So what happens when you teach artificial intelligence (AI) to be curious?
It seems that it becomes a telly-addict, according to the latest AI researchers exploring how to give algorithms a sense of curiosity, so they can learn without any human guidance.
New research from OpenAI, the non-profit Artificial Intelligence lab founded by Elon Musk, Sam Altman, and other Silicon Valley players, in collaboration with researchers from UC Berkeley and the University of Edinburgh, has found that when an AI algorithm is given a simple definition of curiosity, it can, without any human-provided information, explore over 50 video games and even beat some of them.
Yet it also loves watching dead TV channels and mindlessly flicking between channels, which is something we are all guilty of, right?
The researchers found that because the AI agent was rewarded for seeing new things, sometimes it would die on purpose just to see the Game Over screen on a game, or just tune in to fake TV and its remote, flipping through channel after channel to discover something to satiate its curiosity.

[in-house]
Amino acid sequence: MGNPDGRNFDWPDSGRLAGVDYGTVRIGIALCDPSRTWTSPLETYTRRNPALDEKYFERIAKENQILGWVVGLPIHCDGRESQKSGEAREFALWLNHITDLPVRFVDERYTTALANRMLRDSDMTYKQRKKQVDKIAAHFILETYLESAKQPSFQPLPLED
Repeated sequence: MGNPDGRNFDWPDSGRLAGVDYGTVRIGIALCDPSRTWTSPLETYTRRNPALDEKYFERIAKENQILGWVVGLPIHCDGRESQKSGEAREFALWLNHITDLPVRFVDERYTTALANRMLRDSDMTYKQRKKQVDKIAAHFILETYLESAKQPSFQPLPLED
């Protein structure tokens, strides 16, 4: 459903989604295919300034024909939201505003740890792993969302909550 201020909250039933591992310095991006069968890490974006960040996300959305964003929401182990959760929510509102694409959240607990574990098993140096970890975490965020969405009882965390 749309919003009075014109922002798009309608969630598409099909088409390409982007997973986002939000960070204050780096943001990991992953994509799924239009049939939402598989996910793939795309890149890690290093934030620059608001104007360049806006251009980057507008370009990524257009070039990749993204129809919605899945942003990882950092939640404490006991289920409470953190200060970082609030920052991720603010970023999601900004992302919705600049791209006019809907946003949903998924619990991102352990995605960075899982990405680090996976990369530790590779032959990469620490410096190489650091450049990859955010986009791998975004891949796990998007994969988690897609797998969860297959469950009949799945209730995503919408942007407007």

The OpenAI team’s artificial curiosity algorithm would try to predict what its environment would look like one frame into the future.
OpenAI researcher Harri Edwards says that getting the AI agent to flip through channels came from a thought experiment called the noisy-TV problem. The static on a TV is immensely random, so a curious AI agent could never truly predict what would happen next, and get drawn into watching the TV forever.
The researchers tested their theory by putting a digital TV inside a 3D environment, and allowing the agent to press a button to change the channel. When the agent found the TV and started flipping through the channels, the stream of new images made the TV irresistible.
Edwards said that the AI could pry itself away from the TV only when the AI’s surroundings somehow seemed more interesting than the next thing on TV.
Seems AI is as bored as humans more than we expect!